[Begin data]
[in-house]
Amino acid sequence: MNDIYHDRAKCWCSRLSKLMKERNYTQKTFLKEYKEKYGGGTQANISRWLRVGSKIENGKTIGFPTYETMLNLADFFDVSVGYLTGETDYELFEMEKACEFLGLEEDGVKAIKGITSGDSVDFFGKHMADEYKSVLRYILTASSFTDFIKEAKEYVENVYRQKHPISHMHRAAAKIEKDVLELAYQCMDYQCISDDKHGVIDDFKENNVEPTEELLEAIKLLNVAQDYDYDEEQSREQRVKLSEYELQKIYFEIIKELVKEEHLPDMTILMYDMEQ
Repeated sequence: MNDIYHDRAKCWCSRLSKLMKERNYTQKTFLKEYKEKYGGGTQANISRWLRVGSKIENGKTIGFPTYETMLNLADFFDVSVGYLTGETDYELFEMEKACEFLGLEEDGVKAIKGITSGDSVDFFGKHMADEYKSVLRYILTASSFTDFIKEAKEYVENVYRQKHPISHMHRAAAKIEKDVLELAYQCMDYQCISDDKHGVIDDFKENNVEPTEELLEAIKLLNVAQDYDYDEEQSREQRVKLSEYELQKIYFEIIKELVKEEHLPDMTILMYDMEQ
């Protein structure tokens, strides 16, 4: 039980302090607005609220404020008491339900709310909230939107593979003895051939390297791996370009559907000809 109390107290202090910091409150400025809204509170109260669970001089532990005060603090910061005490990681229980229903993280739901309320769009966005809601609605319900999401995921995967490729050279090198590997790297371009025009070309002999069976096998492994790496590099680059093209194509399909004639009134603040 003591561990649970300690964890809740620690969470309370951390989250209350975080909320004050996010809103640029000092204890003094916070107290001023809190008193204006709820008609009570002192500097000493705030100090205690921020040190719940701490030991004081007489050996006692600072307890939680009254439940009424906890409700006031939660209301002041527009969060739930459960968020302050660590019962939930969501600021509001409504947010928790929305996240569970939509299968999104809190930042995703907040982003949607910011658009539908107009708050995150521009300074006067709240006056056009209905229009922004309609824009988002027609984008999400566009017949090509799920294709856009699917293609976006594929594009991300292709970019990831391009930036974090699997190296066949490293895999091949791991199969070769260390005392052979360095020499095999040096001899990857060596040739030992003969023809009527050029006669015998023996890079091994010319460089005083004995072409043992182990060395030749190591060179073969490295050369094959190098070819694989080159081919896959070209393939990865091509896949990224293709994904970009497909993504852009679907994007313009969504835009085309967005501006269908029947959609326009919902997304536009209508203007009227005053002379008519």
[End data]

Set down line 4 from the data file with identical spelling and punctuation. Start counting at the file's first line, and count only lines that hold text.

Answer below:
């Protein structure tokens, strides 16, 4: 039980302090607005609220404020008491339900709310909230939107593979003895051939390297791996370009559907000809 109390107290202090910091409150400025809204509170109260669970001089532990005060603090910061005490990681229980229903993280739901309320769009966005809601609605319900999401995921995967490729050279090198590997790297371009025009070309002999069976096998492994790496590099680059093209194509399909004639009134603040 003591561990649970300690964890809740620690969470309370951390989250209350975080909320004050996010809103640029000092204890003094916070107290001023809190008193204006709820008609009570002192500097000493705030100090205690921020040190719940701490030991004081007489050996006692600072307890939680009254439940009424906890409700006031939660209301002041527009969060739930459960968020302050660590019962939930969501600021509001409504947010928790929305996240569970939509299968999104809190930042995703907040982003949607910011658009539908107009708050995150521009300074006067709240006056056009209905229009922004309609824009988002027609984008999400566009017949090509799920294709856009699917293609976006594929594009991300292709970019990831391009930036974090699997190296066949490293895999091949791991199969070769260390005392052979360095020499095999040096001899990857060596040739030992003969023809009527050029006669015998023996890079091994010319460089005083004995072409043992182990060395030749190591060179073969490295050369094959190098070819694989080159081919896959070209393939990865091509896949990224293709994904970009497909993504852009679907994007313009969504835009085309967005501006269908029947959609326009919902997304536009209508203007009227005053002379008519």